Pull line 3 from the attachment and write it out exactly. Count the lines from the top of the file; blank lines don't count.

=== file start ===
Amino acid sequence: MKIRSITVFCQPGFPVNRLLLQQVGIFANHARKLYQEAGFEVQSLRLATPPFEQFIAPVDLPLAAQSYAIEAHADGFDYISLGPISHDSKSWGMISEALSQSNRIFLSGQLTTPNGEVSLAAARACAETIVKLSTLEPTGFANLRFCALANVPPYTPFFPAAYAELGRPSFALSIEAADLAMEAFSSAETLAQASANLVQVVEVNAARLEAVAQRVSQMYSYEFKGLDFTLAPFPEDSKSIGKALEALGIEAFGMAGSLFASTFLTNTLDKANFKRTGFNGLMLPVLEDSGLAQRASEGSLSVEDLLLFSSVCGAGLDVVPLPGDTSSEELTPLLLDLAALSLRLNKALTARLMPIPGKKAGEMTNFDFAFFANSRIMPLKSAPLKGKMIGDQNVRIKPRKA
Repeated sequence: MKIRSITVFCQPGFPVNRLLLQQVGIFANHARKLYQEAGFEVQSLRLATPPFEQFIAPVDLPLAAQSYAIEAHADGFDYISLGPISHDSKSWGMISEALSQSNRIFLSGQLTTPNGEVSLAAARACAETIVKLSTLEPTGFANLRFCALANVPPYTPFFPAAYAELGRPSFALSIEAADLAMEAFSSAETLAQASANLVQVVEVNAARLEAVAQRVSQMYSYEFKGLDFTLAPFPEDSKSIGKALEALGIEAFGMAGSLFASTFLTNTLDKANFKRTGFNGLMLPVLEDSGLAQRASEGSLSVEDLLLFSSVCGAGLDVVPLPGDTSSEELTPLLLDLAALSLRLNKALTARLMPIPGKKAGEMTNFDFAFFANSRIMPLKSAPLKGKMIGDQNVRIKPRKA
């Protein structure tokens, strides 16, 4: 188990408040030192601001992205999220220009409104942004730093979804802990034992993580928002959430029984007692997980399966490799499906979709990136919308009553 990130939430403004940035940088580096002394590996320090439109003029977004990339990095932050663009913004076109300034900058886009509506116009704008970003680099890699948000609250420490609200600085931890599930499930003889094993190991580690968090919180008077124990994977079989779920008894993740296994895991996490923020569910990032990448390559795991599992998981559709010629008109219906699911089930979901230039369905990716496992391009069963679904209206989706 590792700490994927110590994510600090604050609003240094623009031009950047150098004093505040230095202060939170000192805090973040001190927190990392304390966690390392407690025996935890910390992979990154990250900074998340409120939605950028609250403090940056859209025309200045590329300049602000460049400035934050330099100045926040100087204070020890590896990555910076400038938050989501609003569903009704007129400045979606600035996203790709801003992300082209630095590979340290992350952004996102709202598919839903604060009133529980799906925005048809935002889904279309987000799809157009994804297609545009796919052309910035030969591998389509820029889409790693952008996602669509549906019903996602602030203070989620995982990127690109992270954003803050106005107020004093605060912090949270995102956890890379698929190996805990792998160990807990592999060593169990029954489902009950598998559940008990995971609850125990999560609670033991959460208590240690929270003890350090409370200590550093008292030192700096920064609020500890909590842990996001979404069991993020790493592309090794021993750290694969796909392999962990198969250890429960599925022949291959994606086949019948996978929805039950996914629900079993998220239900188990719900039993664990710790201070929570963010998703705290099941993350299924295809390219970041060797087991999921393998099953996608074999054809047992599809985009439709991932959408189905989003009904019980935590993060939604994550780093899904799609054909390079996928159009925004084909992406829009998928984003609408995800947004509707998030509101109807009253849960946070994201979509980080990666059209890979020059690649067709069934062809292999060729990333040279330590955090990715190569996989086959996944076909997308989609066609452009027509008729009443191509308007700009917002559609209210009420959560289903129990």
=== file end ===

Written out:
């Protein structure tokens, strides 16, 4: 188990408040030192601001992205999220220009409104942004730093979804802990034992993580928002959430029984007692997980399966490799499906979709990136919308009553 990130939430403004940035940088580096002394590996320090439109003029977004990339990095932050663009913004076109300034900058886009509506116009704008970003680099890699948000609250420490609200600085931890599930499930003889094993190991580690968090919180008077124990994977079989779920008894993740296994895991996490923020569910990032990448390559795991599992998981559709010629008109219906699911089930979901230039369905990716496992391009069963679904209206989706 590792700490994927110590994510600090604050609003240094623009031009950047150098004093505040230095202060939170000192805090973040001190927190990392304390966690390392407690025996935890910390992979990154990250900074998340409120939605950028609250403090940056859209025309200045590329300049602000460049400035934050330099100045926040100087204070020890590896990555910076400038938050989501609003569903009704007129400045979606600035996203790709801003992300082209630095590979340290992350952004996102709202598919839903604060009133529980799906925005048809935002889904279309987000799809157009994804297609545009796919052309910035030969591998389509820029889409790693952008996602669509549906019903996602602030203070989620995982990127690109992270954003803050106005107020004093605060912090949270995102956890890379698929190996805990792998160990807990592999060593169990029954489902009950598998559940008990995971609850125990999560609670033991959460208590240690929270003890350090409370200590550093008292030192700096920064609020500890909590842990996001979404069991993020790493592309090794021993750290694969796909392999962990198969250890429960599925022949291959994606086949019948996978929805039950996914629900079993998220239900188990719900039993664990710790201070929570963010998703705290099941993350299924295809390219970041060797087991999921393998099953996608074999054809047992599809985009439709991932959408189905989003009904019980935590993060939604994550780093899904799609054909390079996928159009925004084909992406829009998928984003609408995800947004509707998030509101109807009253849960946070994201979509980080990666059209890979020059690649067709069934062809292999060729990333040279330590955090990715190569996989086959996944076909997308989609066609452009027509008729009443191509308007700009917002559609209210009420959560289903129990």